Byline: THERESITA V. ATIENZA Senior Lecturer, UP School of Labor and Industrial Relations
DELINEATING the informal sector of the economy has been a constant challenge. Consisting of ambulant peddlers, semi-permanent vendors along the perimeters of churches and business establishments, daily wage earner construction workers and handymen, home-based working wives and children among others, the informal sector has received numerous definitions to characterize this seemingly indefinable segment. While definitions vary, the ILO definition has been consistently adopted:
"...very small-scale units producing and distributing goods and services, and consisting largely of independent, self-employed producers in urban areas of developing countries, some of whom also employ family labour and/or few hired workers or apprentices; which operate with very little capital, or none at all: Which generally provide very low and irregular incomes and highly unstable employment to those who work in it. They are informal in the sense that they are for the most part unregistered and unrecorded in official statistics; they tend to have little or no access to organized market, to credit institutions, or to many public services and amenities; they are not recognized, supported or regulated by the government, they are often compelled by circumstances to operate outside the framework of the law, and even where they are registered and respect certain aspects of the law, they are almost invariably beyond the pale of social protection, labour legislation and protective measures of the workplace." (ILO, 1972)
As of July 2006, from a total of 800,000 establishments in the Philippines, about 3,000 firms employ more than 200 workers while approximately 70,000 medium and small establishments employ between 10-199 workers. Nearly 750,000 firms utilize less than 10 workers and are mostly own-account workers as well as employees and family members with low skills working under perilous employment conditions. While some of these micro-enterprises match the standards of the formal sector, most of them would qualify as livelihood activities of the informal economy. Hence, a modest estimate indicates that about 65 percent of the workforce is found in the informal sector with 1.9 million workers in Metro Manila alone. A total of 6.3 million home-based workers are mostly doing informal work in the Philippines.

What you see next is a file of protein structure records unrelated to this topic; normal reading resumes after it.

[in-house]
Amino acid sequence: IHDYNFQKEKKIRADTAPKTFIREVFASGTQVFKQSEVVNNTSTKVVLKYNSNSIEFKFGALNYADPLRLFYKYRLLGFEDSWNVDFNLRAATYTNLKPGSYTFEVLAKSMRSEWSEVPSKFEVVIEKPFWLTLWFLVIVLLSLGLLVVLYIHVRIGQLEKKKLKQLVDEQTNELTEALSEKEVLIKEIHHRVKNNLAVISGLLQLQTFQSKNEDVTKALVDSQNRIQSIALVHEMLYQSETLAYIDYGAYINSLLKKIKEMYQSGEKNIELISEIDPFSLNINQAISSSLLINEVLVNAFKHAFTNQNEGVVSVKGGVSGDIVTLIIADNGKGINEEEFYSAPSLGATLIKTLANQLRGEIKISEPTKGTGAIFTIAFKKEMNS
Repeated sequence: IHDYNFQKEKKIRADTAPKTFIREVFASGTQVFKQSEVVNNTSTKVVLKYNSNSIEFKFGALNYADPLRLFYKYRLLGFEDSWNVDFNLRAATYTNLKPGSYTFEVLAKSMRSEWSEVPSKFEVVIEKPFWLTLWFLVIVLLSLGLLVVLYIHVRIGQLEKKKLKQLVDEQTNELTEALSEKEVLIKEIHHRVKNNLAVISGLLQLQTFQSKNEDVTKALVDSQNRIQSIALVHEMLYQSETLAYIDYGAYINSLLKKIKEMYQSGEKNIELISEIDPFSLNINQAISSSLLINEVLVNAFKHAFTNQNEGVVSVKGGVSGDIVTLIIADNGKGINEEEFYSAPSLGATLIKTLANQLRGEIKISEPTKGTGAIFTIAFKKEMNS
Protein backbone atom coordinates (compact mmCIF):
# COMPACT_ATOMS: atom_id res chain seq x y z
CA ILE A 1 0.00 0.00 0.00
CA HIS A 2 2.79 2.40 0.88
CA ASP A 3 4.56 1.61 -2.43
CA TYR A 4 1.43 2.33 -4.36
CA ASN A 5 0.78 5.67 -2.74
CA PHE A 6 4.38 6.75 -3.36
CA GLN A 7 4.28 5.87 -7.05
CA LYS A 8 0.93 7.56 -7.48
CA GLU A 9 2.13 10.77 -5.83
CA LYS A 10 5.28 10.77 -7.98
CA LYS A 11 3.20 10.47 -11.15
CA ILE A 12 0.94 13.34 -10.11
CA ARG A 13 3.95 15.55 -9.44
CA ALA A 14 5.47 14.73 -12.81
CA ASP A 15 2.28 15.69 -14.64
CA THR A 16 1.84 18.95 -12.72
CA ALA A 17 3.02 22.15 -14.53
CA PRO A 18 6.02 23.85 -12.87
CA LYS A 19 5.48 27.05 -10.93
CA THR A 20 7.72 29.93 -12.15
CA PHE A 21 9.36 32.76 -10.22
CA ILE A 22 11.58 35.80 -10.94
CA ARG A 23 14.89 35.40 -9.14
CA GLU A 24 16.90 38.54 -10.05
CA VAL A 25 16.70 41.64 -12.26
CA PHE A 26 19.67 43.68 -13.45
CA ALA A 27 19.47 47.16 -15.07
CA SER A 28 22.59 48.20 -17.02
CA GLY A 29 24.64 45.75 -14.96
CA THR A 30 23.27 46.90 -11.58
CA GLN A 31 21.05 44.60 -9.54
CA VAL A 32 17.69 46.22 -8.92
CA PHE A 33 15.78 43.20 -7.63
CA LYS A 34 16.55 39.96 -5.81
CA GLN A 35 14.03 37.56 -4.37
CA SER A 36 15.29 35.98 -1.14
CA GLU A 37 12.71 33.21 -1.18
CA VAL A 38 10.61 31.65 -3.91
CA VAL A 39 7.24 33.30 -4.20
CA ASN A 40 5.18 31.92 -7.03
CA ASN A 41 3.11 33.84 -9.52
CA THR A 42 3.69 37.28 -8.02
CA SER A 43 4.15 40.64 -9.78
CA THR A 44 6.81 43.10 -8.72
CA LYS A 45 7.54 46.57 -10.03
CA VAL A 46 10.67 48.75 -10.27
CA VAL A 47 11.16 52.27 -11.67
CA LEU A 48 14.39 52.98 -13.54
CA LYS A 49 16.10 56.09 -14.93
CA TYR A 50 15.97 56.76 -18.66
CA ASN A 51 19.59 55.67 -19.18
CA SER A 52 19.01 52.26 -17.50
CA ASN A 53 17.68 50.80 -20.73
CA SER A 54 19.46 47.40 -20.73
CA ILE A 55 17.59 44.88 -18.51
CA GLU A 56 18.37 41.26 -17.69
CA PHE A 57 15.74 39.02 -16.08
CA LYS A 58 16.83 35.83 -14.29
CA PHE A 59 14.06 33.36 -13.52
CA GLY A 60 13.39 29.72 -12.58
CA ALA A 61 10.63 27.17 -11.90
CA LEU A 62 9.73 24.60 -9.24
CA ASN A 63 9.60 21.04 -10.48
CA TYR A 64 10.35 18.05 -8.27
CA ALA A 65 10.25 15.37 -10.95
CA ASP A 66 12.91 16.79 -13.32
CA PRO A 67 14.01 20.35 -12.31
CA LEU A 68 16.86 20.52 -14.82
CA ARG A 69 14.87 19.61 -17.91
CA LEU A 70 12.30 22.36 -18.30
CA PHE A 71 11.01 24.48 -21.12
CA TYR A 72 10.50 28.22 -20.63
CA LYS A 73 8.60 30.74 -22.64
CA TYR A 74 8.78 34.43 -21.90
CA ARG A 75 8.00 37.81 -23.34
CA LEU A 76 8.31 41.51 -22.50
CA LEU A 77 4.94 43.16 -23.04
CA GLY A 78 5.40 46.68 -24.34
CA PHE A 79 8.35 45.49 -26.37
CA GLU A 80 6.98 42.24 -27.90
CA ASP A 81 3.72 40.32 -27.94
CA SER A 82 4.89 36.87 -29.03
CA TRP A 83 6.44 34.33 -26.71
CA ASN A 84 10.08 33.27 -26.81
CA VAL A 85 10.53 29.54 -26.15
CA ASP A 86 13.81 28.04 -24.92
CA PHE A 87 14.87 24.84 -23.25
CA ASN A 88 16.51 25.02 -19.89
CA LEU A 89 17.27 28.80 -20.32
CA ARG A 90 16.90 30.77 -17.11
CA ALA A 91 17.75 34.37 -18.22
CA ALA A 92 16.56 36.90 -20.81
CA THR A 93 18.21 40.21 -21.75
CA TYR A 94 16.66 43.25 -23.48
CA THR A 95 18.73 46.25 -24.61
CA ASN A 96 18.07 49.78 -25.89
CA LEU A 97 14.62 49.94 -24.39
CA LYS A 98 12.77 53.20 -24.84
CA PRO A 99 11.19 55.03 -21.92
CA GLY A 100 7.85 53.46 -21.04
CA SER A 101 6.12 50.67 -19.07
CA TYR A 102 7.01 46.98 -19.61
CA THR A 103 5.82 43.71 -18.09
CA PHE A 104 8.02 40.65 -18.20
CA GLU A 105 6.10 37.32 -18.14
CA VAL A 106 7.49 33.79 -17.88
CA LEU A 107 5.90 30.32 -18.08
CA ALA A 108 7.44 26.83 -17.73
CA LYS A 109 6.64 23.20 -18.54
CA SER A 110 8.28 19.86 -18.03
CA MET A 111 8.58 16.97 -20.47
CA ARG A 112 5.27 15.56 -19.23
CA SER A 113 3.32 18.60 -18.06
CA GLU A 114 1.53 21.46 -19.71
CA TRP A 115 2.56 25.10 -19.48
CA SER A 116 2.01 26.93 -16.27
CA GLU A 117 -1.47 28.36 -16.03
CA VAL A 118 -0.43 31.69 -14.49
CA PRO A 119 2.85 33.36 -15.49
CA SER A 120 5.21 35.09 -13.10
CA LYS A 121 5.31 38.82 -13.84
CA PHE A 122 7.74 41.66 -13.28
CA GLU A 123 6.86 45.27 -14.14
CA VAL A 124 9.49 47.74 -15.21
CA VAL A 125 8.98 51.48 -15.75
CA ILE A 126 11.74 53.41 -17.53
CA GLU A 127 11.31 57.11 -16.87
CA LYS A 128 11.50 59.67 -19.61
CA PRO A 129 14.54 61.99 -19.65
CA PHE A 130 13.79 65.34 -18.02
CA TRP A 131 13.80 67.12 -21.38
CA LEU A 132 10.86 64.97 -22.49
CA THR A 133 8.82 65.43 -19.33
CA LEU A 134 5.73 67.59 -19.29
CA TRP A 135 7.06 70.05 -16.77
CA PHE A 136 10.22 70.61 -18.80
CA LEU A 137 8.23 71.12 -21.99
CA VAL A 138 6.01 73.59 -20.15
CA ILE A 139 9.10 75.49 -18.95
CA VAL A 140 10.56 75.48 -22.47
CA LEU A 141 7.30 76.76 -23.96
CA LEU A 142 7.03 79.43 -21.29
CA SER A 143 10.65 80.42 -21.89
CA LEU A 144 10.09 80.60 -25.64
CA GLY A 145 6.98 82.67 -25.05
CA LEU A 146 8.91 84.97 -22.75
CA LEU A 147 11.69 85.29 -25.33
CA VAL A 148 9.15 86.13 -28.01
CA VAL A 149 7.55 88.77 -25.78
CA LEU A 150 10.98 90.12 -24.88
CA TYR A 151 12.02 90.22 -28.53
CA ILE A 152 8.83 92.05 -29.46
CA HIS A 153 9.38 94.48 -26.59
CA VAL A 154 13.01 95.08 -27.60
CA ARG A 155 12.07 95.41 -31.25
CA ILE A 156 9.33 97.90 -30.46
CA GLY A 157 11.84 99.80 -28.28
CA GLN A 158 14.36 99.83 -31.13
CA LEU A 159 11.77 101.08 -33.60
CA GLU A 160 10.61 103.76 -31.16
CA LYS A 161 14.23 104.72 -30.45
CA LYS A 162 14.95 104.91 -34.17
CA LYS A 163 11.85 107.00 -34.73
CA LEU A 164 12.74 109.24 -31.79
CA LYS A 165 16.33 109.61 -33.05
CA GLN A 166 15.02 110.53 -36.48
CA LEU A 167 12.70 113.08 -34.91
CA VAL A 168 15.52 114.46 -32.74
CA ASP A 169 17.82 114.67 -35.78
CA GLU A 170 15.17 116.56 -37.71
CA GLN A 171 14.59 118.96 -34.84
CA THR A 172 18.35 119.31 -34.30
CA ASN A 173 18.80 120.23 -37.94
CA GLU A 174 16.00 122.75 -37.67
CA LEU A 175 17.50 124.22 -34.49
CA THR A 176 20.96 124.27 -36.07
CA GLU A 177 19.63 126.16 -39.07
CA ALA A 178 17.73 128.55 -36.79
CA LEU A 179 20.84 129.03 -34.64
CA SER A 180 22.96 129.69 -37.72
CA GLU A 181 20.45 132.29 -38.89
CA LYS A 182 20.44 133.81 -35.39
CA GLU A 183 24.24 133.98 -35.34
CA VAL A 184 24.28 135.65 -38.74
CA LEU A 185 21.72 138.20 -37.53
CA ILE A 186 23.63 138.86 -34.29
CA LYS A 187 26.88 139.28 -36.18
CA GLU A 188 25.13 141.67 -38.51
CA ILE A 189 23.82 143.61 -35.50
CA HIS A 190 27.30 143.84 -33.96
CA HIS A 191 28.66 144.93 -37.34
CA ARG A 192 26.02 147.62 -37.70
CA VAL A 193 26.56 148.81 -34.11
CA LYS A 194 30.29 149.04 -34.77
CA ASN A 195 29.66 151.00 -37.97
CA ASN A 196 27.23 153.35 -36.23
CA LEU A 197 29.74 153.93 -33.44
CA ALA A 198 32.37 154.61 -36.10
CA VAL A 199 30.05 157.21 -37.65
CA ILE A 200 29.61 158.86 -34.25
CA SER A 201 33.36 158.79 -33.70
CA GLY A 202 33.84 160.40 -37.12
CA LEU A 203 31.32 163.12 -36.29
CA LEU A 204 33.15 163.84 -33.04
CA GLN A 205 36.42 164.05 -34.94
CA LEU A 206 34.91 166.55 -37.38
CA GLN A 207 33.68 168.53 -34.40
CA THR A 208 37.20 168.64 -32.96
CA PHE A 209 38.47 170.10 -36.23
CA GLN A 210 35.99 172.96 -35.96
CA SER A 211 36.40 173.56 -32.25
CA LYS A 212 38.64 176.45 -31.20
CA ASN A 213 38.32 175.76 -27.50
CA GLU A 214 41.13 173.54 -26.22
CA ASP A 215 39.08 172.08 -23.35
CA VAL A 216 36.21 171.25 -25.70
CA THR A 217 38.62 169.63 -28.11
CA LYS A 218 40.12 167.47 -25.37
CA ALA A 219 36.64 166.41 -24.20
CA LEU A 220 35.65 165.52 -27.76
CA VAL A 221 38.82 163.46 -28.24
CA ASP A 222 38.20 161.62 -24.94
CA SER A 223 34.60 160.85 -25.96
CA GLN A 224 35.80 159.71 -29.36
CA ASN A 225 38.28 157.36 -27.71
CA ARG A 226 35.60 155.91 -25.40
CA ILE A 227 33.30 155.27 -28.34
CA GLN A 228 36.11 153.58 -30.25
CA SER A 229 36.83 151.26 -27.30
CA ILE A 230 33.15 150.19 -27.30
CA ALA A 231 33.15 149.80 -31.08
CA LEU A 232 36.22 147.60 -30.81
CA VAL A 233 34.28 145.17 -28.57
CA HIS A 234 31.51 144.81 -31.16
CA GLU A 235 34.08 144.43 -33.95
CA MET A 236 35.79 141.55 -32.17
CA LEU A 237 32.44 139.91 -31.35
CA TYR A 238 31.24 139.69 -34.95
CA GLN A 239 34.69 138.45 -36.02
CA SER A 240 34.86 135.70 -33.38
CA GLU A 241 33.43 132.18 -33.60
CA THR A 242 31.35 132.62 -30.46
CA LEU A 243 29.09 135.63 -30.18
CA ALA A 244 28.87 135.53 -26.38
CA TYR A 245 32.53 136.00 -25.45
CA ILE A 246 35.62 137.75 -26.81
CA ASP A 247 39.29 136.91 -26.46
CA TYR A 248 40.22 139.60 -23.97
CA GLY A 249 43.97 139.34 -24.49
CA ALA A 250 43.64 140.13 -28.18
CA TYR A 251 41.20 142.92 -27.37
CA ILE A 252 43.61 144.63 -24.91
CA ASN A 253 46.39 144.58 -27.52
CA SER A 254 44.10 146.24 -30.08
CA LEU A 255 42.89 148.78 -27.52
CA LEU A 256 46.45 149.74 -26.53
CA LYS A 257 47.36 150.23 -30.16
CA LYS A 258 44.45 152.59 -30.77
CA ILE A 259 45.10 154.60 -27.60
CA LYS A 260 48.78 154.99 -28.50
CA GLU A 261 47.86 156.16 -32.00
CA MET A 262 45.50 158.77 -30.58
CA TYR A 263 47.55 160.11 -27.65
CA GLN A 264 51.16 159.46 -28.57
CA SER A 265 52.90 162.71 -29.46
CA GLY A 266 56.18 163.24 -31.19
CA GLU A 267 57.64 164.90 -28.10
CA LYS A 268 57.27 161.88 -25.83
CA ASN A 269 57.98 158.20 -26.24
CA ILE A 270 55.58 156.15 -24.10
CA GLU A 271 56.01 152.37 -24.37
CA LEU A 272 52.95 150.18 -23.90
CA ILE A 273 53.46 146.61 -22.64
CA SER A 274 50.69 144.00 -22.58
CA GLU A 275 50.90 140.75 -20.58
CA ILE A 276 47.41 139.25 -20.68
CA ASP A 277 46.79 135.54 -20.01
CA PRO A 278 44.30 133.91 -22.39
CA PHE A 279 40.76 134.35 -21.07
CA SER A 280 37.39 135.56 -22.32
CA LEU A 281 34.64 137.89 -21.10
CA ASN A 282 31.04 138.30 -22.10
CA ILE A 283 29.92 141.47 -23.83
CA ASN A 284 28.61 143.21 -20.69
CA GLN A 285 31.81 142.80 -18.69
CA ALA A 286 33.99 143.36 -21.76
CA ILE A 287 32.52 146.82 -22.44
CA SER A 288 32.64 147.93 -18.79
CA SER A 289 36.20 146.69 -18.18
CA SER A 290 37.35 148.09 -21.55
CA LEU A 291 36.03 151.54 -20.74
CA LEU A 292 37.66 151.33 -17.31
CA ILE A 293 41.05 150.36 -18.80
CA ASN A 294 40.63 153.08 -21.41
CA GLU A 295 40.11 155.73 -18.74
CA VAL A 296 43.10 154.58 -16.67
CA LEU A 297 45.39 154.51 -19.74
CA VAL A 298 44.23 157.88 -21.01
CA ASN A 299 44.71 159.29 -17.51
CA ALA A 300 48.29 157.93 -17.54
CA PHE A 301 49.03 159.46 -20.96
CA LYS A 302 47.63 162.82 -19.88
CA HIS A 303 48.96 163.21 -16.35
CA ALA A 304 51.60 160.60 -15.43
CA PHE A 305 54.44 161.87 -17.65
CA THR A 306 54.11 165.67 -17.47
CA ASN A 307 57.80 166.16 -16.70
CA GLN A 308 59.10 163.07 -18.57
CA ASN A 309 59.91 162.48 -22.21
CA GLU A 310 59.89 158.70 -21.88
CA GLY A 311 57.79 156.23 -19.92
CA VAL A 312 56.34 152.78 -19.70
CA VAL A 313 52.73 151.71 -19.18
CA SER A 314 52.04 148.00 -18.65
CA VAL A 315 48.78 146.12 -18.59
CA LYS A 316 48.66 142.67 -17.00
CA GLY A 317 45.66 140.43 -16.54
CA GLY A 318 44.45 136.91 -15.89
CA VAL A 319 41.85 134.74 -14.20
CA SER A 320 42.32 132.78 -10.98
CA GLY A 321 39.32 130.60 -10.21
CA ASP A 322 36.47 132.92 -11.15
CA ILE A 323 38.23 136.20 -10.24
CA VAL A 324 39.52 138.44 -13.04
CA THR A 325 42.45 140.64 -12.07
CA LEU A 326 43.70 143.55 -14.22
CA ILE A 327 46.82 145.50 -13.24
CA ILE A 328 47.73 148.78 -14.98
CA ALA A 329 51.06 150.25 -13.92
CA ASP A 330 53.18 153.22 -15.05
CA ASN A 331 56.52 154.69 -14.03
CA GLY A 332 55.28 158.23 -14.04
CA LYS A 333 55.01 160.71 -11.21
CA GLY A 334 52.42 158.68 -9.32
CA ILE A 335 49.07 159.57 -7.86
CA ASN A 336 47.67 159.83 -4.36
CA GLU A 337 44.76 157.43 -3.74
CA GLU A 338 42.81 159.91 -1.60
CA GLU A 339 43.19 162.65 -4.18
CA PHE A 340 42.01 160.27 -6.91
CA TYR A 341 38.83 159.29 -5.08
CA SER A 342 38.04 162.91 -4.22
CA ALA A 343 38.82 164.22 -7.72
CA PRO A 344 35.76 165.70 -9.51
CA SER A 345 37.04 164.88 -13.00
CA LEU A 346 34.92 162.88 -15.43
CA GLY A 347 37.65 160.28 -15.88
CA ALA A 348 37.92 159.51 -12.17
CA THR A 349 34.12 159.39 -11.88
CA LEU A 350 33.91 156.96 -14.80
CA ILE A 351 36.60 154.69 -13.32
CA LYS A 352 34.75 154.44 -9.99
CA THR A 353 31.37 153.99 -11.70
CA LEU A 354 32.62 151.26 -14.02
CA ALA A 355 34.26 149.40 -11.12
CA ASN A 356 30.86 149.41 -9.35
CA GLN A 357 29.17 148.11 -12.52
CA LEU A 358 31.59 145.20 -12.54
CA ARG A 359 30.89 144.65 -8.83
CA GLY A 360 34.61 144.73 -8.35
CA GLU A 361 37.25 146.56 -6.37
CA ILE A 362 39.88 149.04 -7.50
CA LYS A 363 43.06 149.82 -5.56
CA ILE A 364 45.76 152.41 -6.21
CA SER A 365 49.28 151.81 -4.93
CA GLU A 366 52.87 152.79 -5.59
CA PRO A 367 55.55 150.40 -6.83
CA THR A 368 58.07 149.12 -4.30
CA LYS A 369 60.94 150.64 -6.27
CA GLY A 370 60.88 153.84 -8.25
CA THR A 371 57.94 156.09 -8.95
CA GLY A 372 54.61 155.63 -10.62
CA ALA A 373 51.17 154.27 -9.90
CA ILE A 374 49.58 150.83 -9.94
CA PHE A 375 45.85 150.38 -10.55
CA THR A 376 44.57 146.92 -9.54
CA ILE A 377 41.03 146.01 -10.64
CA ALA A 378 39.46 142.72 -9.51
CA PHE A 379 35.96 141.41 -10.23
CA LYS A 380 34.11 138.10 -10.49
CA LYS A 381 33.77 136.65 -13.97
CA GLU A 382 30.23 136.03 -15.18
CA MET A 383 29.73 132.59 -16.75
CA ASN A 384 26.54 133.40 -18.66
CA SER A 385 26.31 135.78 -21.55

Most of these enterprises perform a variety of operations including food vending, wholesale and retail sale of market products, conveying passengers, cargo handling, rendering personal services such as shoe shining, car washing, domestic help, etc. Children are frequently found in the workplace accompanying their mothers, mostly among catering and vending operations. Young workers, particularly those out of school, represent a large part of the labor force in the informal sector. Few of these small scale groups work as part of an organization or association. Even when organized in associations they work individually for their earnings and they have limited financial resources and organizational capacity, thus becoming unable to generate income and invest capital to the optimum.
Globalization has induced countries, including the Philippines, towards a rapid informalization of the formal sector so that, currently, the informal economy is no longer the sole domain of informal work. Developing economies that have embraced free market policies and practices of export-led growth have caused massive lay-offs among formal sector workers. They then join the pool of workers ready to take on precarious employment and thus exacerbate the scenario.
Hazards to health and safety of informal workers
An array of hazards, including long working hours, poor housekeeping, inadequate welfare facilities, ventilation and lighting, poor work postures and work methods, chemical exposure and inadequate provision of personnel protective equipment (PPE) was noted in a study conducted among automotive and machinery repair and metalworking in the urban informal sector in the Philippines. …